Fall is a time for changing routines, as children go back to school and the long, lovely days of summer start to disappear. For some dogs, household changes may be particularly distressing, triggering bouts of destructiveness when suddenly left alone. The experts call this problem "separation anxiety."
Separation anxiety is the classic problem of a dog adopted as an adult. He has had his heart broken once and his hopes rekindled, by you. And then you leave him and he copes with his anxiety (will you ever return?) by going nuts -- chewing, most typically.
If yours is one of these dogs, you'll need patience and a plan to help him. You need to build his confidence by teaching him that comings and goings aren't forever; they're a normal part of his life with you. You need to relieve some of that excess energy by exercising him regularly -- most dogs, like most people, don't get enough exercise. And you need to minimize the damage potential while his confidence builds by confining him to a small area and giving him something else to concentrate on while you're gone besides how much he misses you.
Here are some strategies to help your pet cope with his time alone:
-- Feed your dog his biggest meal before he's about to spend his biggest chunk of time alone. What dogs do after they eat is sleep, and if you're lucky, he'll sleep most of your stay away. If you work days, feed the biggest meal in the morning. If you work nights, switch to the evening.
-- Don't encourage your dog to be your shadow when you're home. All that devotion is wonderful and it feeds our human egos, but it's making matters worse when you leave. If you have a dog who isn't happy unless some part of him is touching some part of you, encourage his confidence and independence by practicing long down-stays on the other side of the room every night. Build up to 30 minutes and do this routine as you watch TV -- you on one side of the room, him on the other. Don't forget to praise him for staying.
-- Give him something special to chew. Have a really good chewy that's just for his alone time, and hand it to him as you leave. Stuff a marrow bone or Kong toy with a little peanut butter. Digging out the good stuff will keep your dog busy, relieve him of some of that excess energy and help him over the worst part of his separation from you -- the beginning.
-- Practice no-fuss comings and goings. Some people unwittingly make matters worse by staging hellos and good-byes that look like that "Gone With the Wind" scene where Ashley comes home to Melanie after the war. Emotional stuff, and your dog doesn't need it. New rule: no pats. When you leave, calmly tell your dog "guard the house" and give him his special chewy. When you return, tell him to "sit," and then praise just the tiniest bit and ignore him completely for the next 10 minutes. Then you can sit down and tell him how your day went. The message here is that all this in-and-out is no big deal, so relax.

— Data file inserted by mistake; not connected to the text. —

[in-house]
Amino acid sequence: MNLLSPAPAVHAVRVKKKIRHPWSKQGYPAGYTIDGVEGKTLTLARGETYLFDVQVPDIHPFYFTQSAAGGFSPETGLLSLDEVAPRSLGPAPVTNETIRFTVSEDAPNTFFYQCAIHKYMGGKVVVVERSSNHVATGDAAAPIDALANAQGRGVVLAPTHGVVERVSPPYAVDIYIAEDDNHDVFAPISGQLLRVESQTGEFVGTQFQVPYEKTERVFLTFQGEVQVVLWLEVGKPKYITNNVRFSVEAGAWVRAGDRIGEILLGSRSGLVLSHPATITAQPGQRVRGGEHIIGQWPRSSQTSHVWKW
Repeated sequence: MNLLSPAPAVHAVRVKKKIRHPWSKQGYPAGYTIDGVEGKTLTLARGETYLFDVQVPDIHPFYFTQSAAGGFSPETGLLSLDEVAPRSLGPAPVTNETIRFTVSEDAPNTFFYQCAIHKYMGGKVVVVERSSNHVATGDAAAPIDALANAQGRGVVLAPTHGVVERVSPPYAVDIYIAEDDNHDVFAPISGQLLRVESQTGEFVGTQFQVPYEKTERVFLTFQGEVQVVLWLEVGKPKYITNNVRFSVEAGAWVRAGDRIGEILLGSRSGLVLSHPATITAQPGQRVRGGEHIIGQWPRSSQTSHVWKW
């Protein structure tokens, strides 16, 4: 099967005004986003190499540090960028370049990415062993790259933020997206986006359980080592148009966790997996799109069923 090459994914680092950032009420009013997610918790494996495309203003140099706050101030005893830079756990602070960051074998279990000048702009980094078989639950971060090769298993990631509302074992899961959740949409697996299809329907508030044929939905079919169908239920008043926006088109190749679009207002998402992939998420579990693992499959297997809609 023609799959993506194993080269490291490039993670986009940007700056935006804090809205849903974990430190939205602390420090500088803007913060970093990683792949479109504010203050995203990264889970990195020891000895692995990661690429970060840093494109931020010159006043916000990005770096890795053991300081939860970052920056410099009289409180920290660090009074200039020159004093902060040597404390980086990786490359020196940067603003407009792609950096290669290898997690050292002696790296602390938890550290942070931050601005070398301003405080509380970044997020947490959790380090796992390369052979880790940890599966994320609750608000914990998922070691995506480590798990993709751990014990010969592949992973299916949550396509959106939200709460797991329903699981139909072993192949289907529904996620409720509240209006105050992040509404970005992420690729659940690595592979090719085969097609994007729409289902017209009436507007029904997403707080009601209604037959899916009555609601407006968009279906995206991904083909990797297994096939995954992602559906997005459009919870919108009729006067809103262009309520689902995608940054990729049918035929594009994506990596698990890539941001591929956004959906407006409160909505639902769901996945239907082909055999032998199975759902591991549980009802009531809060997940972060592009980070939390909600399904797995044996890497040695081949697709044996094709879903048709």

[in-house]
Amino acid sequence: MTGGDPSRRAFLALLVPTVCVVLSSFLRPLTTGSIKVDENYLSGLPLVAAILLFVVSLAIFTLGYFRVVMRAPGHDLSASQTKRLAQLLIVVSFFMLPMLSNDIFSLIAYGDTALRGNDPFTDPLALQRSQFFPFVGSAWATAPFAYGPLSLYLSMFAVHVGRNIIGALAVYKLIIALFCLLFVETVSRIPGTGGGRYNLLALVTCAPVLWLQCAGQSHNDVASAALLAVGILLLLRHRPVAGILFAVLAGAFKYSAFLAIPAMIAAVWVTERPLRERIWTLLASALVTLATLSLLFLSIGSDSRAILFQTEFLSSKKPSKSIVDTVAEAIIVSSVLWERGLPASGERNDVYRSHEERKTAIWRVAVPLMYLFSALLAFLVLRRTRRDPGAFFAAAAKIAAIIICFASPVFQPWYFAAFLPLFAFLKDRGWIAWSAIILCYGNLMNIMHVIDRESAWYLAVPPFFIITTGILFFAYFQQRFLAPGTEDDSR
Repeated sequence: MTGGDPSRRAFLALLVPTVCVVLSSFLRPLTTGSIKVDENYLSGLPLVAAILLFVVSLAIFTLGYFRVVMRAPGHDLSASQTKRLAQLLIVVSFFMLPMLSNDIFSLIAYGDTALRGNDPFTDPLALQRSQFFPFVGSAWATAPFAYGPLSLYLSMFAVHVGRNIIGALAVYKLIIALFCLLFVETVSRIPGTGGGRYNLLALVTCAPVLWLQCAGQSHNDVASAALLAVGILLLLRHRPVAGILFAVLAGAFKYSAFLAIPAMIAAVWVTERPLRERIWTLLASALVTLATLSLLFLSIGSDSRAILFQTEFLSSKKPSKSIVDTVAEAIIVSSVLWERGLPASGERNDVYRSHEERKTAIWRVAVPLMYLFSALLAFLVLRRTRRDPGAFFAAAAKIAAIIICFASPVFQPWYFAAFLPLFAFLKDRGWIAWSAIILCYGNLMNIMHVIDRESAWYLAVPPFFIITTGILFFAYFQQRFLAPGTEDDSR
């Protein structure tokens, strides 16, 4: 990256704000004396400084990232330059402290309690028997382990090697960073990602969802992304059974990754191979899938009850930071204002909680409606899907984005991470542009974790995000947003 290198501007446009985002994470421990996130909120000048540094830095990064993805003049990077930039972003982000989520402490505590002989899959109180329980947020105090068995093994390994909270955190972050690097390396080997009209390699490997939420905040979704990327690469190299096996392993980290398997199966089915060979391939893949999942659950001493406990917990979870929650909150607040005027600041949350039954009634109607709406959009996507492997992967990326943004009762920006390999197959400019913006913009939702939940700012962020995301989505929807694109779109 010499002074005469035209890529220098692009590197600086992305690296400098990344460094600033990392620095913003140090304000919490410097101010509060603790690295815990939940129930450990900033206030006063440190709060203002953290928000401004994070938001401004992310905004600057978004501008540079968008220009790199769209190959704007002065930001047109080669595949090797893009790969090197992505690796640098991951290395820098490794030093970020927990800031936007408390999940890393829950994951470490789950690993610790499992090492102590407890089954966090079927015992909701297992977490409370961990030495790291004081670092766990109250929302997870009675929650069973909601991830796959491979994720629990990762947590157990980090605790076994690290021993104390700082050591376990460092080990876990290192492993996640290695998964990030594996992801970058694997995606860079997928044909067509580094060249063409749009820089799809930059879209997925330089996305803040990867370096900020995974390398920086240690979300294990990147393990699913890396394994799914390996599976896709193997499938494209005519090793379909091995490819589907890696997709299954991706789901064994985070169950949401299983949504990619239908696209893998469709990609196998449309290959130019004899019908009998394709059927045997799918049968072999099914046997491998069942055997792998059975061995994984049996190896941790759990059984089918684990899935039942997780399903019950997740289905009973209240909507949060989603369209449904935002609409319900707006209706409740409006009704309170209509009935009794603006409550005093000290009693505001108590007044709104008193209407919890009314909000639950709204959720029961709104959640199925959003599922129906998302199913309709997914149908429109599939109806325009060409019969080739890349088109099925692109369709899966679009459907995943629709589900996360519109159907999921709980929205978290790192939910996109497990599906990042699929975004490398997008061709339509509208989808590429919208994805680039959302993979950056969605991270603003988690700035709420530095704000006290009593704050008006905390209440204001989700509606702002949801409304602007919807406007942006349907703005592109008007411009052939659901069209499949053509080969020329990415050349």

-- Don't punish your dog for destroying things. "But he knows he did something wrong," you say. "He's acting guilty." Not true. What he knows, from past experience, is that you're angry about something and he's going to get punished. He doesn't know why, and punishing a dog who doesn't understand what his "crime" was only serves to make him more anxious, not less.
Curing separation anxiety will take some time, because the fix is something that works from the inside out. It will help you to talk to your veterinarian about a referral to a trainer or behaviorist, as well as some medications that may be of use to your pet. Veterinary behaviorists are increasingly using anti-anxiety medications to help retrain dogs with behavior problems -- and yours may be one who could use the extra help.
PETS ON THE WEB: The National Disaster Search Dog Foundation's site (http://www.west.net/(tilde)rescue) is dedicated to the inspiring partnership of human and dog that is a search and rescue team. These teams, largely volunteer, are ready to go anywhere on 10 minutes' notice to try to save the lives of people caught in disasters ranging from an avalanche to an earthquake, and to acts of terrorism such as the bombing in Oklahoma City. The site is solid and informative proof of the good dogs do in our society.
Gina Spadafori is the award-winning author of "Dogs for Dummies" and "Cats for Dummies," and is the editorial director of the Veterinary Information Network Inc., an international online service for veterinary professionals. Write to her in care of this newspaper, or e-mail to Giori(at)aol.com.
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